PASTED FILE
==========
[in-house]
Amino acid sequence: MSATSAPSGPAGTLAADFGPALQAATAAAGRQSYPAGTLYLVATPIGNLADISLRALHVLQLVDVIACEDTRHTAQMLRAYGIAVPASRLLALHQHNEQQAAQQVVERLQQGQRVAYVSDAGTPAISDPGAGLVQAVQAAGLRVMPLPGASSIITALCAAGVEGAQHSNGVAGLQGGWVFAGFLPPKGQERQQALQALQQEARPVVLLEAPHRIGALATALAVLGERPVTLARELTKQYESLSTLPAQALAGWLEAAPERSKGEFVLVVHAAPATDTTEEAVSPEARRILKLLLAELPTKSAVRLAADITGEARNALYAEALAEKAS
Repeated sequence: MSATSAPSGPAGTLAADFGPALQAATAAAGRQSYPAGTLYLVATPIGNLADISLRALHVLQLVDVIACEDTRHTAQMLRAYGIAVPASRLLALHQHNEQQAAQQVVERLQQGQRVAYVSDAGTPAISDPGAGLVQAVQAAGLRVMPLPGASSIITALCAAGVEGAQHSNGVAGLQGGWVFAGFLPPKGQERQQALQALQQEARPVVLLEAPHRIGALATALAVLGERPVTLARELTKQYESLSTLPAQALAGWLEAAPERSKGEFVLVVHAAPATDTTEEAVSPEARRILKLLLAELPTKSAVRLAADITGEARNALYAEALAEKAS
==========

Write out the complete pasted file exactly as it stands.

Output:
[in-house]
Amino acid sequence: MSATSAPSGPAGTLAADFGPALQAATAAAGRQSYPAGTLYLVATPIGNLADISLRALHVLQLVDVIACEDTRHTAQMLRAYGIAVPASRLLALHQHNEQQAAQQVVERLQQGQRVAYVSDAGTPAISDPGAGLVQAVQAAGLRVMPLPGASSIITALCAAGVEGAQHSNGVAGLQGGWVFAGFLPPKGQERQQALQALQQEARPVVLLEAPHRIGALATALAVLGERPVTLARELTKQYESLSTLPAQALAGWLEAAPERSKGEFVLVVHAAPATDTTEEAVSPEARRILKLLLAELPTKSAVRLAADITGEARNALYAEALAEKAS
Repeated sequence: MSATSAPSGPAGTLAADFGPALQAATAAAGRQSYPAGTLYLVATPIGNLADISLRALHVLQLVDVIACEDTRHTAQMLRAYGIAVPASRLLALHQHNEQQAAQQVVERLQQGQRVAYVSDAGTPAISDPGAGLVQAVQAAGLRVMPLPGASSIITALCAAGVEGAQHSNGVAGLQGGWVFAGFLPPKGQERQQALQALQQEARPVVLLEAPHRIGALATALAVLGERPVTLARELTKQYESLSTLPAQALAGWLEAAPERSKGEFVLVVHAAPATDTTEEAVSPEARRILKLLLAELPTKSAVRLAADITGEARNALYAEALAEKAS